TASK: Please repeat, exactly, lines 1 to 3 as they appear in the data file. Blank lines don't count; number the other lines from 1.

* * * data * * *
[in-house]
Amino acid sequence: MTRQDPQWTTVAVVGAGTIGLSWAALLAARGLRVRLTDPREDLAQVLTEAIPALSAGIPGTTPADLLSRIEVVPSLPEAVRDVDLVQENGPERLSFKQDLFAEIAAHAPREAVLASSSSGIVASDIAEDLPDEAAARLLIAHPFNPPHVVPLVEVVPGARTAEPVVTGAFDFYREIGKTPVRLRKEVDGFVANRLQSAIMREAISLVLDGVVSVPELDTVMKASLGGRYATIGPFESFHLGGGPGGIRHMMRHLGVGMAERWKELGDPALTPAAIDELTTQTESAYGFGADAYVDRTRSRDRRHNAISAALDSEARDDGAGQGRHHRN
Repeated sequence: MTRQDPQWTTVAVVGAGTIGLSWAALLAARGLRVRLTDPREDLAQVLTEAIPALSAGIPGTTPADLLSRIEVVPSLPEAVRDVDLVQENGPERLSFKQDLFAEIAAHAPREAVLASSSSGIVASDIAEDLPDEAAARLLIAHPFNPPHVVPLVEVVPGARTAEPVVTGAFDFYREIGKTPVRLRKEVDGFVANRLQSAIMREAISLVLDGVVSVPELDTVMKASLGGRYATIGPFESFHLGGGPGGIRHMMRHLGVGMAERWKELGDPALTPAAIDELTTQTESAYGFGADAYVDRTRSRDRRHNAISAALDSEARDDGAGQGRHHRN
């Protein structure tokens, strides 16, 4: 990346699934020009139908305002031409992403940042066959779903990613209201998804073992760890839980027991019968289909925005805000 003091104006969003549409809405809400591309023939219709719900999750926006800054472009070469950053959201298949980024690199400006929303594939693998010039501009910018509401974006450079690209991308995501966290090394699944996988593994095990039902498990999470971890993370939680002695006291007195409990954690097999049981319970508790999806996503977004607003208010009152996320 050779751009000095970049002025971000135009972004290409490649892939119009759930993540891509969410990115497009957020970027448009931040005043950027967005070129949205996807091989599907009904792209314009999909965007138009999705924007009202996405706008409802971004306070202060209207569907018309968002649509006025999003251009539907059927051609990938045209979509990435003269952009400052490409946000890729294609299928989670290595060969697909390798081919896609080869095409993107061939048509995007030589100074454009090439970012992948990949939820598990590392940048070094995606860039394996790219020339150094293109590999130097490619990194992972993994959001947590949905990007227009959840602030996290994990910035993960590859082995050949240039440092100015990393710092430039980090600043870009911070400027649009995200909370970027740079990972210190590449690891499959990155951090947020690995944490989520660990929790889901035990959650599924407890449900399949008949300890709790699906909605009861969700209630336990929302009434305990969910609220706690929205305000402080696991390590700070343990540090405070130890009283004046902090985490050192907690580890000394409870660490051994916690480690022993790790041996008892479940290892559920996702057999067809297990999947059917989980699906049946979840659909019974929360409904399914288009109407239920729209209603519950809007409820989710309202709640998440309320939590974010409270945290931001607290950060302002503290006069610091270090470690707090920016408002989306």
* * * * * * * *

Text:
[in-house]
Amino acid sequence: MTRQDPQWTTVAVVGAGTIGLSWAALLAARGLRVRLTDPREDLAQVLTEAIPALSAGIPGTTPADLLSRIEVVPSLPEAVRDVDLVQENGPERLSFKQDLFAEIAAHAPREAVLASSSSGIVASDIAEDLPDEAAARLLIAHPFNPPHVVPLVEVVPGARTAEPVVTGAFDFYREIGKTPVRLRKEVDGFVANRLQSAIMREAISLVLDGVVSVPELDTVMKASLGGRYATIGPFESFHLGGGPGGIRHMMRHLGVGMAERWKELGDPALTPAAIDELTTQTESAYGFGADAYVDRTRSRDRRHNAISAALDSEARDDGAGQGRHHRN
Repeated sequence: MTRQDPQWTTVAVVGAGTIGLSWAALLAARGLRVRLTDPREDLAQVLTEAIPALSAGIPGTTPADLLSRIEVVPSLPEAVRDVDLVQENGPERLSFKQDLFAEIAAHAPREAVLASSSSGIVASDIAEDLPDEAAARLLIAHPFNPPHVVPLVEVVPGARTAEPVVTGAFDFYREIGKTPVRLRKEVDGFVANRLQSAIMREAISLVLDGVVSVPELDTVMKASLGGRYATIGPFESFHLGGGPGGIRHMMRHLGVGMAERWKELGDPALTPAAIDELTTQTESAYGFGADAYVDRTRSRDRRHNAISAALDSEARDDGAGQGRHHRN